Get access

Biophysiologic and Social Stress Relationships with Breast Milk Feeding Pre- and Post-Discharge from the Neonatal Intensive Care Unit

Authors

  • Isabell B. Purdy,

    Corresponding author
    • Correspondence

      Isabell B. Purdy, PhD, NNP, CPNP, David Geffen School of Medicine at UCLA, 10833 Le Conte Avenue, MDCC, Room B2-375 Mailcode 175217, Los Angeles, CA 90096-1752.

      ipurdy@mednet.ucla.edu

    Search for more papers by this author
  • Namrata Singh,

  • Cindy Le,

  • Cynthia Bell,

  • Christy Whiteside,

  • Mara Collins


  • The authors report no conflict of interest or relevant financial relationships.

ABSTRACT

Objective

To determine influences on incidence of breast milk feeding (BMF) at time of discharge and 6 months later among infants cared for in the neonatal intensive care unit (NICU).

Design

A 2-year prospective descriptive NICU hospital-based cohort design.

Setting

Academic Center Level III-IV NICU.

Participants

Five hundred and thirty-five infants cared for in NICU and a subgroup of one hundred twenty-nine participant mothers who answered questionnaires.

Methods

Predischarge data were collected using maternal and infant medical records. Post-discharge data were collected from maternal questionnaires.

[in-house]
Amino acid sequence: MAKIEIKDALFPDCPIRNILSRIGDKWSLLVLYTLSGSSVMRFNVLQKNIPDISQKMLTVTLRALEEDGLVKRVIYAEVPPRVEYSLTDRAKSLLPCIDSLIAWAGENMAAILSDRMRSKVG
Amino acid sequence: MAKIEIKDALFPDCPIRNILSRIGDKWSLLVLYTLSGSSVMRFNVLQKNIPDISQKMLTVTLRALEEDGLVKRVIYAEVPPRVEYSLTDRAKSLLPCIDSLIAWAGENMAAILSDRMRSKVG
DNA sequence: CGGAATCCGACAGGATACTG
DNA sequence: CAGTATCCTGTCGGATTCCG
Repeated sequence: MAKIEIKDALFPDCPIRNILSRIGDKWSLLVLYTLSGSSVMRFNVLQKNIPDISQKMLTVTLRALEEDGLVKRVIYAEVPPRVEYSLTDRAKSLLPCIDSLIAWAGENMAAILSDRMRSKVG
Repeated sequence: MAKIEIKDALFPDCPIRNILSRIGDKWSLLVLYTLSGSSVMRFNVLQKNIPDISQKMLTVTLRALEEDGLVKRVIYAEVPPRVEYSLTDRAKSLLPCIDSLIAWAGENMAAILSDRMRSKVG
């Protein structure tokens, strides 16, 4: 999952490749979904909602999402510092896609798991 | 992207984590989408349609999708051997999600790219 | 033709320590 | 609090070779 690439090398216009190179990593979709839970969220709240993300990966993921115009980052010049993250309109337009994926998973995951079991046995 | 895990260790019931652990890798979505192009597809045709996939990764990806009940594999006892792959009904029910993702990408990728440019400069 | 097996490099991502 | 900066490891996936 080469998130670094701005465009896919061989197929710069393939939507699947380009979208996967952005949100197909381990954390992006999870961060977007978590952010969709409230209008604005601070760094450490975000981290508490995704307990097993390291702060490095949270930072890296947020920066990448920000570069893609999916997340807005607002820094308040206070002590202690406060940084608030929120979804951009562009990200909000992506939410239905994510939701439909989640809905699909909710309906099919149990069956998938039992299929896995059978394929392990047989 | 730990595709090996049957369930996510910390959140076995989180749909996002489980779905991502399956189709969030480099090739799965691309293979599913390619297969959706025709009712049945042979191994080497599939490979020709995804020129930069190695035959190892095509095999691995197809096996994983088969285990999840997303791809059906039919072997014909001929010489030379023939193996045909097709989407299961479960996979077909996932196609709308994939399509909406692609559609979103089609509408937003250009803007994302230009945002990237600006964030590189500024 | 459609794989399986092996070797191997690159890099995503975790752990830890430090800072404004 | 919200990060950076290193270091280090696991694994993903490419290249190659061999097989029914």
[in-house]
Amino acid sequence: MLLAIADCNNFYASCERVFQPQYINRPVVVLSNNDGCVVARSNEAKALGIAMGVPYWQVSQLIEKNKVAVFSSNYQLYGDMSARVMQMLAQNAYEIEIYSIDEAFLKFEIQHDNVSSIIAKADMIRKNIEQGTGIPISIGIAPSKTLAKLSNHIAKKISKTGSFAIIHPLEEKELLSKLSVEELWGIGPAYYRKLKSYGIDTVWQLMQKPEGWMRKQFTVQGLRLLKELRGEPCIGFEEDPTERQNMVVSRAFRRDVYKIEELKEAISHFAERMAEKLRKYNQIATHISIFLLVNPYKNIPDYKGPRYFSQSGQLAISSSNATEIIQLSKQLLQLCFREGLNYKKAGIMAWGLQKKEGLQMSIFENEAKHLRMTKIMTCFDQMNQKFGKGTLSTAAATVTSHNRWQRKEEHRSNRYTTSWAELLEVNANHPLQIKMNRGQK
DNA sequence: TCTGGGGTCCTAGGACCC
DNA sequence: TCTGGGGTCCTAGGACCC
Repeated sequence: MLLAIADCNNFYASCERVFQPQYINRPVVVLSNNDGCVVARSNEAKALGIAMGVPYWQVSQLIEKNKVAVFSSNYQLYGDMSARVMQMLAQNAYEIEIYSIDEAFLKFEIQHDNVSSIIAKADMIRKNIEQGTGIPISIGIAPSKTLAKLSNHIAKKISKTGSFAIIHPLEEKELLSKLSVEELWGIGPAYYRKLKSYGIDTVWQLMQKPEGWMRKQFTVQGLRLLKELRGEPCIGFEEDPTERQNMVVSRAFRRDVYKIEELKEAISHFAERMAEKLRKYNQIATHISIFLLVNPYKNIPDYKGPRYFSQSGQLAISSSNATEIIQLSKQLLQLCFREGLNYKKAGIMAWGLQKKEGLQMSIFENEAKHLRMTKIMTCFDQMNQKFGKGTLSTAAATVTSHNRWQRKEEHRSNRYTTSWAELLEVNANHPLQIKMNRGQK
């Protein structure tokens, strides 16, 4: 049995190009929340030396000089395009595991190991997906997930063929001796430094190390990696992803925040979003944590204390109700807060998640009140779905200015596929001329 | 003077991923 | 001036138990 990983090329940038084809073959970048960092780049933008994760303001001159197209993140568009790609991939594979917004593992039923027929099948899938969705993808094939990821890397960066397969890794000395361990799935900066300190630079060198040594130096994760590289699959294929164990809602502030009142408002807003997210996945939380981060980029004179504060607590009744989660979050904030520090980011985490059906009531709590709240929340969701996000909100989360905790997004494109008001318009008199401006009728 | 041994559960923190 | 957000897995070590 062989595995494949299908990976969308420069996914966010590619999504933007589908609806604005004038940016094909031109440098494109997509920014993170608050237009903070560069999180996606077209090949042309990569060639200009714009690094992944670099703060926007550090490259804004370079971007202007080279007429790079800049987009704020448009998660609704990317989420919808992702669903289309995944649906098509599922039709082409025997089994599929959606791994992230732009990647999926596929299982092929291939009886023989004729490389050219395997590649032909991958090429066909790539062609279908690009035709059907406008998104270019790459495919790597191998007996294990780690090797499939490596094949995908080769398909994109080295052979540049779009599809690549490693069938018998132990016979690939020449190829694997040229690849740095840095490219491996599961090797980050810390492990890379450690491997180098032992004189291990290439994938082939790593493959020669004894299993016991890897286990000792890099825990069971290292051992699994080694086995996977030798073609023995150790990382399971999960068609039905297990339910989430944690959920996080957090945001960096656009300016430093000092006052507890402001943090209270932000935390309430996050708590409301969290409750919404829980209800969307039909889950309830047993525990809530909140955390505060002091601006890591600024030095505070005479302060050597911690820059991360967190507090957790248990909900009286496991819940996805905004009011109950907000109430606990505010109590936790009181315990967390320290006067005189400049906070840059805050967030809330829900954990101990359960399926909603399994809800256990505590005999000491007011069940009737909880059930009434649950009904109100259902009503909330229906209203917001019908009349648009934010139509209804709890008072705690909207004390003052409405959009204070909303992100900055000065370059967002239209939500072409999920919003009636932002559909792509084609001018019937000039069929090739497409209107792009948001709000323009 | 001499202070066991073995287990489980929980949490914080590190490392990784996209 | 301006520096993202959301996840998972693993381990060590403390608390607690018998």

Results

At NICU discharge, biophysiologic stressors predictive of not receiving BMF included birth weight <1500 grams (p < .035), heart surgery (p = .014), and inhaled nitric oxide treatment (p = .002). Teenage mothers were less likely to BMF (p = .022). After discharge, BMF duration correlated with BMF duration of a prior infant (p < .009). Most mothers reported BMF >4 months, 91% continued pumping, and 89% indicated an interest in a hospital support group. Logistic regression analysis (R2 0.45) identified factors that significantly increased the likelihood of BMF > 4 months: BMF plan (p < .001), convenience (p = .018), and family as resource (p = .025). Negative associations were: awareness of immune benefits (p = .025), return to work (p = .002), and infants requiring surgical ligation of the patent ductus arterious (p = .019).

Conclusions

Social and medical stressors contribute to BMF duration pre- and post-NICU discharge. We speculate that active NICU BMF support targeting vulnerable infants and their families and assisting with plans for BMF pre- and post-discharge will help overcome barriers.

Ancillary